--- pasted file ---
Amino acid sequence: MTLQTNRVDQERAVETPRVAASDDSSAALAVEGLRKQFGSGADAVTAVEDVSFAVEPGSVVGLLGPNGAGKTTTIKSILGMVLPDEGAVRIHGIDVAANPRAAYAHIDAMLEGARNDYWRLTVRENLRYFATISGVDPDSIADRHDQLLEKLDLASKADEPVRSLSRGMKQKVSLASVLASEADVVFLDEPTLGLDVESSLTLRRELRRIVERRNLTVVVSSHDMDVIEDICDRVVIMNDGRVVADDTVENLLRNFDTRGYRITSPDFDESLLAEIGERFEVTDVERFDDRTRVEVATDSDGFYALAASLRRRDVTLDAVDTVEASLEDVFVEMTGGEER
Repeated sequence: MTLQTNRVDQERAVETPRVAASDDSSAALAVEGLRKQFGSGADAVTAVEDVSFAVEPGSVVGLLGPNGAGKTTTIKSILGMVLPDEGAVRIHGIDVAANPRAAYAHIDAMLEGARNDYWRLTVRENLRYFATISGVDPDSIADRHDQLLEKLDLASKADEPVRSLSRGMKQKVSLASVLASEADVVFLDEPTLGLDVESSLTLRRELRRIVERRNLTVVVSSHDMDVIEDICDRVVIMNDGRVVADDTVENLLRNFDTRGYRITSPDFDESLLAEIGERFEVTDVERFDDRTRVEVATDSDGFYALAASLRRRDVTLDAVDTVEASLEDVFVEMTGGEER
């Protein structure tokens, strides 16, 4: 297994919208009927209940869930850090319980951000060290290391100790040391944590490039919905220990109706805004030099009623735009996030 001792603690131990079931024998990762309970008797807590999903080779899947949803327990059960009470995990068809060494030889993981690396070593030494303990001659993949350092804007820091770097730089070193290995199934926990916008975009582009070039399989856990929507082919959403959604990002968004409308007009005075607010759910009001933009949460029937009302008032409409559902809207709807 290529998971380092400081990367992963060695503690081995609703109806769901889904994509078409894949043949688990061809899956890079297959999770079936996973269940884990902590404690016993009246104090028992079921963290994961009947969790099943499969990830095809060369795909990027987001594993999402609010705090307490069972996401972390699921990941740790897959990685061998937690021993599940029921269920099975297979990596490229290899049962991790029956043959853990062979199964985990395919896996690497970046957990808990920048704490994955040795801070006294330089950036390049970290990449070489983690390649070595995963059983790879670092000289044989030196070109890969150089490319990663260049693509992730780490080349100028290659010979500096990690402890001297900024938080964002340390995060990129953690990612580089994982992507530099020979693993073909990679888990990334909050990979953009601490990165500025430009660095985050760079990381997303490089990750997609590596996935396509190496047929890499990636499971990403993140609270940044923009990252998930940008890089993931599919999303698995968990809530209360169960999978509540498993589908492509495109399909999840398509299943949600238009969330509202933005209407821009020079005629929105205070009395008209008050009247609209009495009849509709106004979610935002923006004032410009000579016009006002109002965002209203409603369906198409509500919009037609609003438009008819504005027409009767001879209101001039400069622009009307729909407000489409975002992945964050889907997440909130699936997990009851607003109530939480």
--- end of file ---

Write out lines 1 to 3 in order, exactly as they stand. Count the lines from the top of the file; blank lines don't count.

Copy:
Amino acid sequence: MTLQTNRVDQERAVETPRVAASDDSSAALAVEGLRKQFGSGADAVTAVEDVSFAVEPGSVVGLLGPNGAGKTTTIKSILGMVLPDEGAVRIHGIDVAANPRAAYAHIDAMLEGARNDYWRLTVRENLRYFATISGVDPDSIADRHDQLLEKLDLASKADEPVRSLSRGMKQKVSLASVLASEADVVFLDEPTLGLDVESSLTLRRELRRIVERRNLTVVVSSHDMDVIEDICDRVVIMNDGRVVADDTVENLLRNFDTRGYRITSPDFDESLLAEIGERFEVTDVERFDDRTRVEVATDSDGFYALAASLRRRDVTLDAVDTVEASLEDVFVEMTGGEER
Repeated sequence: MTLQTNRVDQERAVETPRVAASDDSSAALAVEGLRKQFGSGADAVTAVEDVSFAVEPGSVVGLLGPNGAGKTTTIKSILGMVLPDEGAVRIHGIDVAANPRAAYAHIDAMLEGARNDYWRLTVRENLRYFATISGVDPDSIADRHDQLLEKLDLASKADEPVRSLSRGMKQKVSLASVLASEADVVFLDEPTLGLDVESSLTLRRELRRIVERRNLTVVVSSHDMDVIEDICDRVVIMNDGRVVADDTVENLLRNFDTRGYRITSPDFDESLLAEIGERFEVTDVERFDDRTRVEVATDSDGFYALAASLRRRDVTLDAVDTVEASLEDVFVEMTGGEER
């Protein structure tokens, strides 16, 4: 297994919208009927209940869930850090319980951000060290290391100790040391944590490039919905220990109706805004030099009623735009996030 001792603690131990079931024998990762309970008797807590999903080779899947949803327990059960009470995990068809060494030889993981690396070593030494303990001659993949350092804007820091770097730089070193290995199934926990916008975009582009070039399989856990929507082919959403959604990002968004409308007009005075607010759910009001933009949460029937009302008032409409559902809207709807 290529998971380092400081990367992963060695503690081995609703109806769901889904994509078409894949043949688990061809899956890079297959999770079936996973269940884990902590404690016993009246104090028992079921963290994961009947969790099943499969990830095809060369795909990027987001594993999402609010705090307490069972996401972390699921990941740790897959990685061998937690021993599940029921269920099975297979990596490229290899049962991790029956043959853990062979199964985990395919896996690497970046957990808990920048704490994955040795801070006294330089950036390049970290990449070489983690390649070595995963059983790879670092000289044989030196070109890969150089490319990663260049693509992730780490080349100028290659010979500096990690402890001297900024938080964002340390995060990129953690990612580089994982992507530099020979693993073909990679888990990334909050990979953009601490990165500025430009660095985050760079990381997303490089990750997609590596996935396509190496047929890499990636499971990403993140609270940044923009990252998930940008890089993931599919999303698995968990809530209360169960999978509540498993589908492509495109399909999840398509299943949600238009969330509202933005209407821009020079005629929105205070009395008209008050009247609209009495009849509709106004979610935002923006004032410009000579016009006002109002965002209203409603369906198409509500919009037609609003438009008819504005027409009767001879209101001039400069622009009307729909407000489409975002992945964050889907997440909130699936997990009851607003109530939480």